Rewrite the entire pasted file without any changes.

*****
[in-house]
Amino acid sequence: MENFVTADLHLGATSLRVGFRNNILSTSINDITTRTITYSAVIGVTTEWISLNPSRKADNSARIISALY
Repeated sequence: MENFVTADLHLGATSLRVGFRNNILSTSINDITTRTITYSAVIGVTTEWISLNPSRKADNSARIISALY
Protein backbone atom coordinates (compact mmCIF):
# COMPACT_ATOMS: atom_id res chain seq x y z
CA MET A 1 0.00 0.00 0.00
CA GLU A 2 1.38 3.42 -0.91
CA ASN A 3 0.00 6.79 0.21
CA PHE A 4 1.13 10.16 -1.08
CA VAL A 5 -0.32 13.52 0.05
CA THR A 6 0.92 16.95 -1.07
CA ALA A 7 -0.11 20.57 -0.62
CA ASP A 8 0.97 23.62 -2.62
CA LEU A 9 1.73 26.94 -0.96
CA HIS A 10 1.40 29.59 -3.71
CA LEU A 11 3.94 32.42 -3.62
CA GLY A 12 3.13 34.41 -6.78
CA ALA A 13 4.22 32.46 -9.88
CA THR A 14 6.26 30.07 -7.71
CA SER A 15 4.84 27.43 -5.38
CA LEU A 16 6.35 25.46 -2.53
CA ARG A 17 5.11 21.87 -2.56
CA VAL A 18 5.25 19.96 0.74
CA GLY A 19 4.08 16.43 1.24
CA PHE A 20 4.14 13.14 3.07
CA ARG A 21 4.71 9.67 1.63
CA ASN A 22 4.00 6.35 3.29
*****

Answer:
[in-house]
Amino acid sequence: MENFVTADLHLGATSLRVGFRNNILSTSINDITTRTITYSAVIGVTTEWISLNPSRKADNSARIISALY
Repeated sequence: MENFVTADLHLGATSLRVGFRNNILSTSINDITTRTITYSAVIGVTTEWISLNPSRKADNSARIISALY
Protein backbone atom coordinates (compact mmCIF):
# COMPACT_ATOMS: atom_id res chain seq x y z
CA MET A 1 0.00 0.00 0.00
CA GLU A 2 1.38 3.42 -0.91
CA ASN A 3 0.00 6.79 0.21
CA PHE A 4 1.13 10.16 -1.08
CA VAL A 5 -0.32 13.52 0.05
CA THR A 6 0.92 16.95 -1.07
CA ALA A 7 -0.11 20.57 -0.62
CA ASP A 8 0.97 23.62 -2.62
CA LEU A 9 1.73 26.94 -0.96
CA HIS A 10 1.40 29.59 -3.71
CA LEU A 11 3.94 32.42 -3.62
CA GLY A 12 3.13 34.41 -6.78
CA ALA A 13 4.22 32.46 -9.88
CA THR A 14 6.26 30.07 -7.71
CA SER A 15 4.84 27.43 -5.38
CA LEU A 16 6.35 25.46 -2.53
CA ARG A 17 5.11 21.87 -2.56
CA VAL A 18 5.25 19.96 0.74
CA GLY A 19 4.08 16.43 1.24
CA PHE A 20 4.14 13.14 3.07
CA ARG A 21 4.71 9.67 1.63
CA ASN A 22 4.00 6.35 3.29